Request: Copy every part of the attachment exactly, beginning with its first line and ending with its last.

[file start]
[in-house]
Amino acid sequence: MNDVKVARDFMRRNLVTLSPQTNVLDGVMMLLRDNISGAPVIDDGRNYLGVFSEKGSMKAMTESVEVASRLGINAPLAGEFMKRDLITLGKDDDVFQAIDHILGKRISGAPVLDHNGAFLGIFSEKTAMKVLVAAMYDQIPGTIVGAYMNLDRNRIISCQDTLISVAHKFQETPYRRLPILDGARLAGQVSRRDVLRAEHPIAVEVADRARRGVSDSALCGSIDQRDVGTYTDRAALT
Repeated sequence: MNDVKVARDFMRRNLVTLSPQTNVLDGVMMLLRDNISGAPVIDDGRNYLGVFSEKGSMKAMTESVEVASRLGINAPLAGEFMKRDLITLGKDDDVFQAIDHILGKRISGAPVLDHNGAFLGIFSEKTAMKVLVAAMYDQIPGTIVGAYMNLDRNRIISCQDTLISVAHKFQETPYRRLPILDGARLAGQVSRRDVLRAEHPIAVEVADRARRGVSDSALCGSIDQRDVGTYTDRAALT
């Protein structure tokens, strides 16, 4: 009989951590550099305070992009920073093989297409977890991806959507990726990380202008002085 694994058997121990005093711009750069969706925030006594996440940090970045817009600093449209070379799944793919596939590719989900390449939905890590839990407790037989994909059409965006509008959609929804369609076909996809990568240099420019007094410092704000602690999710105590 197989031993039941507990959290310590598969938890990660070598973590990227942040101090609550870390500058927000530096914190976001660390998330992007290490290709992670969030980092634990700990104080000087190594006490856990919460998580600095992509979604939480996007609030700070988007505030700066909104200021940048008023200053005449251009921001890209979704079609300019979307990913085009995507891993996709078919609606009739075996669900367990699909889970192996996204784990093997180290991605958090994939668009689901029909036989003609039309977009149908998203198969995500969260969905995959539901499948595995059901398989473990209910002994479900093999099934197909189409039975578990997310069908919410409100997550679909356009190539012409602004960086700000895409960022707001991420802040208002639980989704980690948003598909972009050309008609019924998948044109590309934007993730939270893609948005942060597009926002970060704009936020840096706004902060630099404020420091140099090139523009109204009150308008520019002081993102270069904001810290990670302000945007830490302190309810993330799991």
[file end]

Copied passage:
[in-house]
Amino acid sequence: MNDVKVARDFMRRNLVTLSPQTNVLDGVMMLLRDNISGAPVIDDGRNYLGVFSEKGSMKAMTESVEVASRLGINAPLAGEFMKRDLITLGKDDDVFQAIDHILGKRISGAPVLDHNGAFLGIFSEKTAMKVLVAAMYDQIPGTIVGAYMNLDRNRIISCQDTLISVAHKFQETPYRRLPILDGARLAGQVSRRDVLRAEHPIAVEVADRARRGVSDSALCGSIDQRDVGTYTDRAALT
Repeated sequence: MNDVKVARDFMRRNLVTLSPQTNVLDGVMMLLRDNISGAPVIDDGRNYLGVFSEKGSMKAMTESVEVASRLGINAPLAGEFMKRDLITLGKDDDVFQAIDHILGKRISGAPVLDHNGAFLGIFSEKTAMKVLVAAMYDQIPGTIVGAYMNLDRNRIISCQDTLISVAHKFQETPYRRLPILDGARLAGQVSRRDVLRAEHPIAVEVADRARRGVSDSALCGSIDQRDVGTYTDRAALT
């Protein structure tokens, strides 16, 4: 009989951590550099305070992009920073093989297409977890991806959507990726990380202008002085 694994058997121990005093711009750069969706925030006594996440940090970045817009600093449209070379799944793919596939590719989900390449939905890590839990407790037989994909059409965006509008959609929804369609076909996809990568240099420019007094410092704000602690999710105590 197989031993039941507990959290310590598969938890990660070598973590990227942040101090609550870390500058927000530096914190976001660390998330992007290490290709992670969030980092634990700990104080000087190594006490856990919460998580600095992509979604939480996007609030700070988007505030700066909104200021940048008023200053005449251009921001890209979704079609300019979307990913085009995507891993996709078919609606009739075996669900367990699909889970192996996204784990093997180290991605958090994939668009689901029909036989003609039309977009149908998203198969995500969260969905995959539901499948595995059901398989473990209910002994479900093999099934197909189409039975578990997310069908919410409100997550679909356009190539012409602004960086700000895409960022707001991420802040208002639980989704980690948003598909972009050309008609019924998948044109590309934007993730939270893609948005942060597009926002970060704009936020840096706004902060630099404020420091140099090139523009109204009150308008520019002081993102270069904001810290990670302000945007830490302190309810993330799991």